Touch/click-hold and drag to rotate my head, scroll/unpinch to
zoom. The gear in the corner has other options.
This is the result of a new workflow I just managed to get working, I’m quite excited about it and would like to share the process.
I’ve been experimenting with photogrammetry for a while now. It’s a process of extracting 3d information from a series of 2d pictures. And in conjunction with that, I’ve been working with Blend4Web- a way of putting 3d work onto the web.
Check out some older work of mine with Blend4Web-
I recently upgraded my OS from Ubuntu 14.04 to 16.04 and was having a very frustrating time getting my photogrammetry workflow re-established. I was very fortunate to come across this post-
A light at the end of the tunnel!
With the incredibly easy to use Snaps, I was able to try out a few approaches, the one I have been getting the best results from is the Multi-View-Environment (mve).
The video tutorial is pretty brisk, so I thought I’d post a blog with the process typed out, making it easier for others wanting to explore.
I’m running a 64bit version of Ubuntu 16.04, not sure how this will work on anything else.
First install Snap.
sudo apt-get install snapd
Look for mve-
snap find mve
I get this coming up-
Name Version Developer Notes Summary
mve 20170210-1 mardy - Multi-View Environment
mve-mardy 20170204-1 mardy - Multi-View Environment
Seeing mve as the most recent version, I installed it. I don’t have a login for Snap, so I ran the snap install as sudo-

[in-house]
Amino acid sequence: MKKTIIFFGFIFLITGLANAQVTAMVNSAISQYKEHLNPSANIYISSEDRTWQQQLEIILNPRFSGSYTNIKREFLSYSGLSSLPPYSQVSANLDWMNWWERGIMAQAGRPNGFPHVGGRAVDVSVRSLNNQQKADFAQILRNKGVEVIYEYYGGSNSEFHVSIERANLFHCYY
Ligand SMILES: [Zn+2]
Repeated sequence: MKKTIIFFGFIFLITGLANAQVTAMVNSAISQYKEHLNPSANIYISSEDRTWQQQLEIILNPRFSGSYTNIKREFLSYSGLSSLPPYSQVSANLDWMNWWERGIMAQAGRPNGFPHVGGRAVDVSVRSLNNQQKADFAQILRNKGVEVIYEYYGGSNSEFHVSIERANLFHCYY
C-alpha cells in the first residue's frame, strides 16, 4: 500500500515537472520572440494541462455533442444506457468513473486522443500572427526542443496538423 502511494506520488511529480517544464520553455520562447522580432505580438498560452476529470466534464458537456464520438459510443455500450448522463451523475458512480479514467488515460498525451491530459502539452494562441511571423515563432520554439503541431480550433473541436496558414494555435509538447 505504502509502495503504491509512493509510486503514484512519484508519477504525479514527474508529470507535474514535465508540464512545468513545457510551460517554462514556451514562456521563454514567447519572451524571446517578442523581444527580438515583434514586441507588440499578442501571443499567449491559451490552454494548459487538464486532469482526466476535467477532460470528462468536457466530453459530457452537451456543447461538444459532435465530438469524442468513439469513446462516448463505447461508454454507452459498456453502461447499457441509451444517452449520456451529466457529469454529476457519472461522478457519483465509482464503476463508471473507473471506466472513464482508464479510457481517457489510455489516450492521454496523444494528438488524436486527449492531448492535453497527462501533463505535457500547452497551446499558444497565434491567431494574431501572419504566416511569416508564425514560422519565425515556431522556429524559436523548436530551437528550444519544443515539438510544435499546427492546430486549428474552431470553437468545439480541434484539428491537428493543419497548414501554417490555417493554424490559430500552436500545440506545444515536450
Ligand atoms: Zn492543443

sudo snap install mve
Once installed, I was able to step through the process as follows-
Open a terminal in a folder containing only the images to be used and run each of the following commands- be forewarned, some of these operations can take a really long time, depending on the complexity of the scene and the power of your machine.
mve.makescene -i .. scene
mve.dmrecon -s2 scene/
mve.scene2pset -F2 scene/ scene/pset-L2.ply
mve.fssrecon scene/pset-L2.ply scene/surface-L2.ply
mve.meshclean -t10 scene/surface-L2.ply scene/surface-L2-clean.ply
mvs-texturing-mardy.texrecon scene::undistorted scene/surface-L2-clean.ply textured
After all that, you will have a folder, “mve” in your images folder. Inside that is a file “textured.obj”, along with it’s asset files (as well as a few other files generated in the construction process), there’s also a folder called “scene” that has a series of .ply files- these can each be opened in Meshlab. By opening them in Meshlab you can have a look at the progress each step makes.
The next step in getting the object online is using Blender and Blend4web.
For what I did here, all you need is the plugin. If you get the full SDK, I found the version of Blender you download from the Blender site and run in it’s own folder works better than the version I installed through my repositories- I think there’s some Python things that are different.
Once you have Blender started with the Blend4Web plugin, change the renderer from Blender Render to Blend4Web. Delete the default cube.
Under File> Import> Wavefront (.obj), find the texture.obj created earlier open it.
The object will probably be upside down, backwards and way off center, gotta fix that.
Select the object (I won’t get too deep on using Blender, there are a lot of tutorials to get you rolling), tab into edit mode, all verts should be selected, move and rotate the object to it’s correct orientation.
Tab out of edit mode. With the object still selected go to the material tab of the property panel. Under shading, set Emit to 1. Scroll to the Rendering Options section and unclick Backface Culling.
Save the blend file.
Then, under File> Export> Blend4Web (.html), save the ready-for-the-browser file.
You can download the html file as well as the source video and images used for the head above here-
Hope that can help someone.